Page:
Solar Battery Charger V1
I have a 2006 Suzuki Katana 600 motorcycle that I enjoy riding. However, as I'm pretty much a fair weather rider, it doesn't get ridden much in the winter, even though we have pretty mild winters in Atlanta. This year, the battery went flat due to sitting too long without running it, and I had to replace the battery. Batteries only last 4-5 years anyway, but it doesn't help them to let them run down. I could have bought a Battery Tender, but I hated the idea of having it plugged in all the time. Since I have these two nice solar panels I've never put to use, I figured it was time to build a solar charger to keep the battery topped off.
Googling around found a number of circuits that would charge AA or lithium ion batteries, but nothing really oriented at keeping a car (or motorcycle) battery float charged. I found one very nice circuit from CirKits, but it was $44.95 before shipping. I needed something a little simpler, and I ran across this one by a guy named JAW (which is probably an abbreviation). He lifted the schematic from a company called ETI, and I lifted in from him.
I had most of the parts on-hand, but had to order the zener diodes from DigiKey. Luckily, I had to order some parts to fix a couple Samsung SyncMaster 204B LCD monitors, so it wasn't a special order. I had planned on using the 20W BP Solar panel I had picked up a few years ago from atop a houseboat, but just after I placed the order I started thinking... "Hmm, those zeners are 5 watts, and with a 20 watt panel, I bet they're going to pop when they can't dissipate the additional 15 watts..." Fortunately I also have a never-been-used 5W panel I picked up when I cleared out some warehouse inventory for a company I worked for.
One really nice feature of this circuit is that because of the capacitor voltage doubler, even when the output of the panel is below the float voltage of the battery, it'll still charge. This helps out since I'll lose a little voltage in the 25 foot cable run from the panel to the charger circuit. And since I'm just maintaining a float charge on the battery, and not trying to do a hard charge, current isn't very important. Although I should be able to get somewhere around 325ma at full output from the 5W panel, I only need 5ma to 10ma to keep it charged. ZD2 acts as a shunt, so any power above what's necessary to maintain the float charge gets shunted to ground.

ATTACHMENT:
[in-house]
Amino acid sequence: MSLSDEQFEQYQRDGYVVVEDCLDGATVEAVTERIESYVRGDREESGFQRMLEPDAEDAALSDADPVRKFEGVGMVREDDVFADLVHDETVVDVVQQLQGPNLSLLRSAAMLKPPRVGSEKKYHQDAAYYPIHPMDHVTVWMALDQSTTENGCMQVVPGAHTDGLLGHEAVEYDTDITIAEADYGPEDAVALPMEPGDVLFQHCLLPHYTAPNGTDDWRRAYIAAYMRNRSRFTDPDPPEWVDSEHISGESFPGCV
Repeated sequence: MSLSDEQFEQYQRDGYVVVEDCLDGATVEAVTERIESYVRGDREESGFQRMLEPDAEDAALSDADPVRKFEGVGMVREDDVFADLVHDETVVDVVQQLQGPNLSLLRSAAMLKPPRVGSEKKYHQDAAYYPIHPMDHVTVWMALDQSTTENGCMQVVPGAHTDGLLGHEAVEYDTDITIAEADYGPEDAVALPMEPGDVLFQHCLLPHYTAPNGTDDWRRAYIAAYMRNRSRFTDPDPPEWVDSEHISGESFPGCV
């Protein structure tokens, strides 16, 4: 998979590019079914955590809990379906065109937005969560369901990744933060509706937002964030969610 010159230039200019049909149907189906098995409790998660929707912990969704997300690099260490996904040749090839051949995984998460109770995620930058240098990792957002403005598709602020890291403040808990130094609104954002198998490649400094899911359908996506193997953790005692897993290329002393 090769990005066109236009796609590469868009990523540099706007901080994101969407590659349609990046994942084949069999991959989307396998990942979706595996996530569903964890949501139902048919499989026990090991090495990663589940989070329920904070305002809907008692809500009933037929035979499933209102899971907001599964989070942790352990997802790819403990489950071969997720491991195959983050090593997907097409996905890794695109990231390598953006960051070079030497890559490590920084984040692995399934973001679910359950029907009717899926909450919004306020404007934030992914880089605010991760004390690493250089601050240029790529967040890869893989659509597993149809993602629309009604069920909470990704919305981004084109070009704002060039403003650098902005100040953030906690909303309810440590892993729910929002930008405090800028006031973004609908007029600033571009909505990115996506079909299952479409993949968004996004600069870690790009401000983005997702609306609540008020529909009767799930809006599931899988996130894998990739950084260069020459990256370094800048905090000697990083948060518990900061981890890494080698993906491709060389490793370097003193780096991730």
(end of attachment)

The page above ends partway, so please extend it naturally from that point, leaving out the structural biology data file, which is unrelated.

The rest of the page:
The solar panel is located just outside the garage, mounted on a piece of conduit driven a few feet into the ground. The cable would be run back into the garage, where it will connect to the charger circuit, located in the ceiling just above where I park the bike. A short drop-cord to plug into the battery, and I'm set.
The circuit was built on through-hole proto-board. I have a stock of Vector #8006 Circbord that I like to use for projects where I don't lay out a PCB. Since this is a one-off project, and fairly trivial, I'd rather save the money and just point-to-point it. By the time a board is laid out and produced, you've spent at least $100, and for that I could have bought the SSC3 from CirKits and been done with it. For some reason, I've seemed to have acquired a largish collection of PacTec enclosures over the years, and a suitable one was found in the stash.
Anderson PowerPole connectors are great for this kind of project. To be able to disconnect the solar panel, I've used a 6" pigtail off the PacTec box. To connect to the battery, a 6 foot drop-cord with PowerPoles connects to the battery. The bike has a small pigtail connected to the battery that brings the connector out where I can get to it without removing the seat. It's not weather-proof, but I almost never ride in the rain, so it's not much of a concern. A small boot might be a good idea if harsher environmental conditions are expected.
Being a total geek, my first thought was to add some analog to digital converters, and log the charge rate and voltage. I decided this was way too much trouble, and built a small box that with a pair of PowerPole connects that I can plug between the drop-cord and the battery connector. This allows my to connect the probes of a volt meter and ammeter inline to check voltage and current. If I find a small small pair of meters that go to 500 milliamps and 20 volts, I may build a box that remains inline full time.
Now we'll just have to see how the battery holds up through next winter...